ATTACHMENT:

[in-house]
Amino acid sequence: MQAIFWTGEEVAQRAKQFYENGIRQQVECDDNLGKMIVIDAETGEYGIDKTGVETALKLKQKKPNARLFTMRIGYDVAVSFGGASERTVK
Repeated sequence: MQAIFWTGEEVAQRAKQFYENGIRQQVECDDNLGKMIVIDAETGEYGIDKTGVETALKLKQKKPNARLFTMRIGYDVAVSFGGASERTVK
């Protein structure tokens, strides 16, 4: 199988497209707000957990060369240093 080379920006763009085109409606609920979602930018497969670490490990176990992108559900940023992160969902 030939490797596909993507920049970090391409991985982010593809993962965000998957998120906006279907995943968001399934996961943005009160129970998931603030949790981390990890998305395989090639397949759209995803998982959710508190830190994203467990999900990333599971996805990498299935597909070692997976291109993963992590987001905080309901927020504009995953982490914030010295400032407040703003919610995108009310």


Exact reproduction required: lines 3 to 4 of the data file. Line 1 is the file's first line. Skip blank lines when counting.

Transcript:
Repeated sequence: MQAIFWTGEEVAQRAKQFYENGIRQQVECDDNLGKMIVIDAETGEYGIDKTGVETALKLKQKKPNARLFTMRIGYDVAVSFGGASERTVK
């Protein structure tokens, strides 16, 4: 199988497209707000957990060369240093 080379920006763009085109409606609920979602930018497969670490490990176990992108559900940023992160969902 030939490797596909993507920049970090391409991985982010593809993962965000998957998120906006279907995943968001399934996961943005009160129970998931603030949790981390990890998305395989090639397949759209995803998982959710508190830190994203467990999900990333599971996805990498299935597909070692997976291109993963992590987001905080309901927020504009995953982490914030010295400032407040703003919610995108009310």